Personal issues behind him, New York Red Bulls see changed man in Jonny Steele

HANOVER, N.J. – New York Red Bulls midfielder Jonny Steele has entered the 2014 season with a new outlook and it has both he and his head coach looking forward to another career year.

After a strong 2013 in which he racked up the third-most minutes on the squad, Steele returned to the Red Bulls without a sizeable chunk of the feistiness that has long been part of the 28-year-old midfielder’s makeup. His more positive and receptive demeanor has quickly drawn the attention of his coaches and teammates.

Petke, who also carries a well-documented edge, made a subtle but revealing statement at the club’s Media Day last week, pointing to Steele as somebody who impressed in preseason due more to the veteran’s fresh stance on things than anything else.

“Overall attitude adjustment,” Petke told when asked to clarify what he meant with those comments. “A lot less of a chip on the shoulder, [which] I think stems from his whole life and it’s hard to change people. But he’s made adjustments and is more willing to accept instruction and criticism and just overall a positive outlook on life. We’re not ready to make a parade for him and say that he’s a changed man, but he really has come in with an enthusiasm and a positive attitude that we’re very thrilled about.”

Steele – who reached career highs in games (33), starts (32), goals (five) and assists (six) as the first-choice left midfielder for the 2013 Supporters’ Shield winners – recently provided some insight into his new perspective, saying that his personal life too often affected how he performed and carried himself, both in practice and in games.

“Last year I had a few personal problems off the field, and I think that reflected sometimes in my play and the majority of how I trained,” Steele told, his voice and tone noticeably mellower than last season. “Those things are all sorted now, and then [it’s] just being more positive with myself and that hopefully relates to others players around me.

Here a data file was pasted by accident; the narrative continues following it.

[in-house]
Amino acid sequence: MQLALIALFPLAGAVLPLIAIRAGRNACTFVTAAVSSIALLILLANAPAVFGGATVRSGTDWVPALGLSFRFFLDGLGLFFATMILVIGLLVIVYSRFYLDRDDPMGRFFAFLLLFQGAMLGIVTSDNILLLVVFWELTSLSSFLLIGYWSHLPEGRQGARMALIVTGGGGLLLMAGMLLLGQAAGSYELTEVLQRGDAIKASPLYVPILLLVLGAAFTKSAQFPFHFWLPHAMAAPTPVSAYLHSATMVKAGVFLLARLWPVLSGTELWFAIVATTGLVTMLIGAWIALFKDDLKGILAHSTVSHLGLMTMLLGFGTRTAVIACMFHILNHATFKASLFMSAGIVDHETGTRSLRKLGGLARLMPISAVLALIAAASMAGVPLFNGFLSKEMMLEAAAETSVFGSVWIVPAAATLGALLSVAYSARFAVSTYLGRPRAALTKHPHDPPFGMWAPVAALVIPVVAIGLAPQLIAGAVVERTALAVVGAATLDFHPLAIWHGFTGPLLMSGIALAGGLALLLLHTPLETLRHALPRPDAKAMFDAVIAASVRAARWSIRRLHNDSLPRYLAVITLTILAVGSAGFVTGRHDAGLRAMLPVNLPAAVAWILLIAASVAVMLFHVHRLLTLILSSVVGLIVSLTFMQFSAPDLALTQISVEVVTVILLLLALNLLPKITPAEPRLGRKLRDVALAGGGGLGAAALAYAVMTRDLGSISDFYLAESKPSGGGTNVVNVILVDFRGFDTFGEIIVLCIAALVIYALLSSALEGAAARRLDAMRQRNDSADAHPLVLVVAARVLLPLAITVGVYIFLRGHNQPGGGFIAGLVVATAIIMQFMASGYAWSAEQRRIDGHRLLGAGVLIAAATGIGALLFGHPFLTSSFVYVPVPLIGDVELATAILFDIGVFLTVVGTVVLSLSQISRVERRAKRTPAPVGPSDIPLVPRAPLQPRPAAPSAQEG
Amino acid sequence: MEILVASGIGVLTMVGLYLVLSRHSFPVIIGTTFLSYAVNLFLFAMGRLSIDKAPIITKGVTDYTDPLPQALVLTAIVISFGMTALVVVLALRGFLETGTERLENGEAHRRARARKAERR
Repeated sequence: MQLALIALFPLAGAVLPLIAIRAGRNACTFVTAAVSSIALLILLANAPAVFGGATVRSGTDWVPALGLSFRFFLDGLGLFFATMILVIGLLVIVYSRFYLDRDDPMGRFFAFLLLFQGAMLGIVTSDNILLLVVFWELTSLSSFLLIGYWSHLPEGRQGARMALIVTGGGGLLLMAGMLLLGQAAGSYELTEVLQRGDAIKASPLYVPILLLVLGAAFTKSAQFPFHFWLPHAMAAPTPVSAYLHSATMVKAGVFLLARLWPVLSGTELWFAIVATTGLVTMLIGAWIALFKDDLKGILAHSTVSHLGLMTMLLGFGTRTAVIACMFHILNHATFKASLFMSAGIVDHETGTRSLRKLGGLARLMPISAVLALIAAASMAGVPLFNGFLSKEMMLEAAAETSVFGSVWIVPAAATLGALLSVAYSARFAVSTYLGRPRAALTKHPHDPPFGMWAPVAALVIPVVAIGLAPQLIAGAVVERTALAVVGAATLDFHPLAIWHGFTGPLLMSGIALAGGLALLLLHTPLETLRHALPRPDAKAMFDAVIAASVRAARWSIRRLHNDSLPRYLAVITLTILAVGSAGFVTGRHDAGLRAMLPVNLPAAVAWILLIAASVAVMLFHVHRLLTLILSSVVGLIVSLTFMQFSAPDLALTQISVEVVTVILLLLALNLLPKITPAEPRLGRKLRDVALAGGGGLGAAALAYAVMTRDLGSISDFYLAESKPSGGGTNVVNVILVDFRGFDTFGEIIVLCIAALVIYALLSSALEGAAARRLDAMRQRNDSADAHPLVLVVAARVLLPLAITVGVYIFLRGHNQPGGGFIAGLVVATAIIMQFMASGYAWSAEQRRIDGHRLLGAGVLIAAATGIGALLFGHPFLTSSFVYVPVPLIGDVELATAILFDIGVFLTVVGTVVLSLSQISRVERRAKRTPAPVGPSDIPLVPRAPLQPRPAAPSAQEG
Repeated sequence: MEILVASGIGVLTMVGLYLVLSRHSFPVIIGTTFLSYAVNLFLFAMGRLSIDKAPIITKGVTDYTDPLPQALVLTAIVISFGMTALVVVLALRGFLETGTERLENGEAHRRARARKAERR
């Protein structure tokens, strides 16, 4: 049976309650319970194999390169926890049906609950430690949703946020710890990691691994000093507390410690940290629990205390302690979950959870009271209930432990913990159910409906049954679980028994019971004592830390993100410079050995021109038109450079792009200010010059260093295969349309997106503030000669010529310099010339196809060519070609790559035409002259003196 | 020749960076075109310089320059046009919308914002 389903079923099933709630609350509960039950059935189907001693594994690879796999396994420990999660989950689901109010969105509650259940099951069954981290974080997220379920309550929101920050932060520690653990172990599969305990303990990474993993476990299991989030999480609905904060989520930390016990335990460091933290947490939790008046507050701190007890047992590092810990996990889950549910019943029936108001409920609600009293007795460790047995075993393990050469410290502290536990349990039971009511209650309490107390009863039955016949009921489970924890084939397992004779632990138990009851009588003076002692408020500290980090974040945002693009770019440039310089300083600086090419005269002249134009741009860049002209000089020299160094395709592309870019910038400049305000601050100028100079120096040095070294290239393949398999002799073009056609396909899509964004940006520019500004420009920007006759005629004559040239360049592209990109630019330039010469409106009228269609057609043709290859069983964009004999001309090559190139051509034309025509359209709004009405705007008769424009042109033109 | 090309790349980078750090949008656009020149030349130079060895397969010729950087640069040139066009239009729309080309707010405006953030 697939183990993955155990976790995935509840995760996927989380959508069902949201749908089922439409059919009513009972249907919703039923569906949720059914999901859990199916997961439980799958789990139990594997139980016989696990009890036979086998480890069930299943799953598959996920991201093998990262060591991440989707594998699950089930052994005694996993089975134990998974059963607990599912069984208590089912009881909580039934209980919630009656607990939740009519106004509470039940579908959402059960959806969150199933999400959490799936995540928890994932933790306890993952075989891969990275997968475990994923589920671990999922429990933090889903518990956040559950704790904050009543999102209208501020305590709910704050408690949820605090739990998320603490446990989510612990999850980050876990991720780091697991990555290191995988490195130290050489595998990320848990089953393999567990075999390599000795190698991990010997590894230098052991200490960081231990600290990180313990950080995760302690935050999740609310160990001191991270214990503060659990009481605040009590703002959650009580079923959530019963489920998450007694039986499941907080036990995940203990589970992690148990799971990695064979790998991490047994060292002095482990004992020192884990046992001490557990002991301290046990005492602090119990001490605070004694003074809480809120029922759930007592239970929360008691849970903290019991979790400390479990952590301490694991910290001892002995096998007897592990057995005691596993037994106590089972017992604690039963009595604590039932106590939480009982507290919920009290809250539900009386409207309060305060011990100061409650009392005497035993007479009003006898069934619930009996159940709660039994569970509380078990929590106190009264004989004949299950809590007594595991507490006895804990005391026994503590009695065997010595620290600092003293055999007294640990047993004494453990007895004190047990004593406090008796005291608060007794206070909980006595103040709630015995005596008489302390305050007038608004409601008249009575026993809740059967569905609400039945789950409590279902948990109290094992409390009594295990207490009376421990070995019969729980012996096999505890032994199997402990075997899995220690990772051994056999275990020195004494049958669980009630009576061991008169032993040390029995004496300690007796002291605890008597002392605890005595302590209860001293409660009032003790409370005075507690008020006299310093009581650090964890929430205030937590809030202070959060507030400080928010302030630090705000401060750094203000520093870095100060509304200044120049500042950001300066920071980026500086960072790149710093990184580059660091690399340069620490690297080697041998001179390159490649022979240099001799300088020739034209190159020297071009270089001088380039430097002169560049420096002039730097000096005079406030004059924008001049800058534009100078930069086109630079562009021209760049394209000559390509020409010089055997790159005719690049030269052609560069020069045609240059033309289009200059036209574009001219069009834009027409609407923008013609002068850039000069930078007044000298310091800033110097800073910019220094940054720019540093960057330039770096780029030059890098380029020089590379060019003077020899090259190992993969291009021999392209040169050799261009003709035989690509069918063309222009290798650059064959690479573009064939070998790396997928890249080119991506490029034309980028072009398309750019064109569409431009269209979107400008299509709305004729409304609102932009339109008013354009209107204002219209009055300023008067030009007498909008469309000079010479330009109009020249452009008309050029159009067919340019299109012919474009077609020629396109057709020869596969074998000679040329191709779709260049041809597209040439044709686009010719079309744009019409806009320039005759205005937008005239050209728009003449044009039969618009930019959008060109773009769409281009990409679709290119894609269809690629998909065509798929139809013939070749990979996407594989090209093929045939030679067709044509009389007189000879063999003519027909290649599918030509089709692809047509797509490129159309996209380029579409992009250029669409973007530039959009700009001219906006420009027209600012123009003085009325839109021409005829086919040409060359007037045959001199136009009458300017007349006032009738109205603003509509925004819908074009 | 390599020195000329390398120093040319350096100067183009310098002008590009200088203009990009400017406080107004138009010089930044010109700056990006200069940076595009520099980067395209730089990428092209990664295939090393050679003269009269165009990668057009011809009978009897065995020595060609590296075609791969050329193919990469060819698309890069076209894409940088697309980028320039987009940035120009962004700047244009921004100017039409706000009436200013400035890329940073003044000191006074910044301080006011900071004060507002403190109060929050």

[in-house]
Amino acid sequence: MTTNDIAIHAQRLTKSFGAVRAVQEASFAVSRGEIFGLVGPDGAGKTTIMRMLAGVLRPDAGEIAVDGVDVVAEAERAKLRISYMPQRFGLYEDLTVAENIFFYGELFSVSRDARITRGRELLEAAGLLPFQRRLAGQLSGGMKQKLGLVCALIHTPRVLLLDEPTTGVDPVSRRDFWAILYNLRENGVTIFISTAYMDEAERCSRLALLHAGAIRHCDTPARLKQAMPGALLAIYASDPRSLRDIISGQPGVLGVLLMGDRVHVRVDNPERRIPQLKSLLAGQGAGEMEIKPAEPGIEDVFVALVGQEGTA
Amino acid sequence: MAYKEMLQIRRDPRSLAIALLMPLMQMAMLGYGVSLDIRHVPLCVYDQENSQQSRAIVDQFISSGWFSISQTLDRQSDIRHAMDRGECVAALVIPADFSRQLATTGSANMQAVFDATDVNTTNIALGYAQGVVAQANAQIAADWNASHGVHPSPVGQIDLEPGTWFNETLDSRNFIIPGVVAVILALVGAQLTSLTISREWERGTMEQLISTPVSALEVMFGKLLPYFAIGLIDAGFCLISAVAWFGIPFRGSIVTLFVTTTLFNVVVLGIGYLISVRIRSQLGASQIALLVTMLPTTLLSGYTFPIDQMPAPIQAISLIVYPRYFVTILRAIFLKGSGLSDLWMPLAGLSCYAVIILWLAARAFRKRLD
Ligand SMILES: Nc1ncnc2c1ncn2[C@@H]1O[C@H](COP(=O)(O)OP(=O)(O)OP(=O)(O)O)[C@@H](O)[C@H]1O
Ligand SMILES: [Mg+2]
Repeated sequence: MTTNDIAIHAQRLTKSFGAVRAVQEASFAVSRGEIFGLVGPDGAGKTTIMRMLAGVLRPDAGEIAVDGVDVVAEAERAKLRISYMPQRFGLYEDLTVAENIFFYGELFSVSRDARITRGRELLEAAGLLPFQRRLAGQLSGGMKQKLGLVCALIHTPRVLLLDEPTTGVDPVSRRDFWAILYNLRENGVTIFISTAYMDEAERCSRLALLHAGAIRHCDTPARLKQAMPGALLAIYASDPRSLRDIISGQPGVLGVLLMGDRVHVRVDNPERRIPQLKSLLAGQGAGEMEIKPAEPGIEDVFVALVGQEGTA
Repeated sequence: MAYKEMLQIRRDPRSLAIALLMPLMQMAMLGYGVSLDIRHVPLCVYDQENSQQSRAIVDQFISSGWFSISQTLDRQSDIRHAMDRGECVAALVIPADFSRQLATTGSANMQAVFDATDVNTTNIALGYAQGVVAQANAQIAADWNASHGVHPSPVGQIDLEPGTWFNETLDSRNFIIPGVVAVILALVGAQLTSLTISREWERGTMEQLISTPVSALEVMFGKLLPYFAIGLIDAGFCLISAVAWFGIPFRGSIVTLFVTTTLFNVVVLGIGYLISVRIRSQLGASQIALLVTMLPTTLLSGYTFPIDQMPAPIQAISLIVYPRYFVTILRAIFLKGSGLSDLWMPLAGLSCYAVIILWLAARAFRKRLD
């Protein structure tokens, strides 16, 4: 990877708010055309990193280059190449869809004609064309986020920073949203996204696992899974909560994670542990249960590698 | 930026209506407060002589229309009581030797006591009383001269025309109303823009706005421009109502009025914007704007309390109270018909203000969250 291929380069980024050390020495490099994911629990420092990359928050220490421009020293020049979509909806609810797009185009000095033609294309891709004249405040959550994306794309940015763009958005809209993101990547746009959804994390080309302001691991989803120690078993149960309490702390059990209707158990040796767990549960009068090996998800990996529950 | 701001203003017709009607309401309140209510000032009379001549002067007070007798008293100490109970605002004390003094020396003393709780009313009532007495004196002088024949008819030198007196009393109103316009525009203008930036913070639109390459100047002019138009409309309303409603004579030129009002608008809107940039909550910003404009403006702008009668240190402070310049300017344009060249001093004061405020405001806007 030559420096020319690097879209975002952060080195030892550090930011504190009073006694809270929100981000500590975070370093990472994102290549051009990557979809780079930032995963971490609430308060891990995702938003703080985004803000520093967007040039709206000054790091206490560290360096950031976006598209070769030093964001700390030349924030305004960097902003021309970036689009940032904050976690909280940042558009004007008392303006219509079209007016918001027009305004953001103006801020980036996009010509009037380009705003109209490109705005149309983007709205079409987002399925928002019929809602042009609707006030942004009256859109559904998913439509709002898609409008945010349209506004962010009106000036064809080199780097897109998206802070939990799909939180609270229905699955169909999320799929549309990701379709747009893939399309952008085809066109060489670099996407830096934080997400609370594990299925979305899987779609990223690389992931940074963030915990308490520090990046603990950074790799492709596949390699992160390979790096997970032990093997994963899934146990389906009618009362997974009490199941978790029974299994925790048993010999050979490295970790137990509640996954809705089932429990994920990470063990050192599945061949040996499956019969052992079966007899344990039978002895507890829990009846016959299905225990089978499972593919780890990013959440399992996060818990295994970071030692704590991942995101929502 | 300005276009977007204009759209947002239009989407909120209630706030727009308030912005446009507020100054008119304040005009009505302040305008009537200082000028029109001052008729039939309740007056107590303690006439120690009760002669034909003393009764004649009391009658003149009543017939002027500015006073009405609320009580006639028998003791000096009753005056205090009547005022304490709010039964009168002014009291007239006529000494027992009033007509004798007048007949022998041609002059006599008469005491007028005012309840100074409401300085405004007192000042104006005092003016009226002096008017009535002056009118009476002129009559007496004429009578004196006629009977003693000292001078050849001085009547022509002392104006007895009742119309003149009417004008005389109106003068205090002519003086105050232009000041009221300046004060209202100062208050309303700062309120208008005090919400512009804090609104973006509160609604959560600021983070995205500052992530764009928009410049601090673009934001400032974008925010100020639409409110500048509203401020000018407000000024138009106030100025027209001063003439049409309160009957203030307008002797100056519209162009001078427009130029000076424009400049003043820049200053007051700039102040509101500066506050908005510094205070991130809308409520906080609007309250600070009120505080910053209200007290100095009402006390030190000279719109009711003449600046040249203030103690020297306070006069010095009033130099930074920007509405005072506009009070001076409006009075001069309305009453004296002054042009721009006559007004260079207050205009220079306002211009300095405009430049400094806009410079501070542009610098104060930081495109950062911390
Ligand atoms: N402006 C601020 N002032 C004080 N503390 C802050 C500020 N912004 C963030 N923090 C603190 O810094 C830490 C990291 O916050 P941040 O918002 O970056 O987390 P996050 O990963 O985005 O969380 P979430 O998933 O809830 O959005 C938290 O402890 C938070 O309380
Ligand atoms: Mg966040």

"Some of the guys have said to me they see a difference, so at the end of the day, I’m just going to keep continuing doing what I’m doing, focusing on what I need to do. Hopefully, that’s to help the team.”

That is not to say that Steele is a choirboy. He plans to continue to play with the same type of grit and fire that helped him climb from the lower levels of American soccer to a perennial powerhouse in MLS and even to the Northern Ireland national team. That style is in his DNA, after all.

But taking a step back to look at his life in detail has led him to be more positive, and Steele hopes his new attitude will rub off on his teammates and coaches. In fact, he sees that as the next step in his evolution as a player.

“I thought I had a good year, and I looked at myself [in the offseason] and thought, ‘How can I better last year?’ and there were things I were doing and things that were going on that I don’t need to be involved with,” said Steele. “If I can get them straight, I feel like I can have a better year than I did last year.

"I’m a person that’s never really comfortable with looking back and thinking I did well last year. I look back saying, ‘What did I do and how can I improve?’ I want to have a better year individually, and I want the team to have a better year. If I’m in the right mind frame and continue to be, then I feel I can do so.”

Franco Panizo covers the New York Red Bulls for He can be reached by e-mail at

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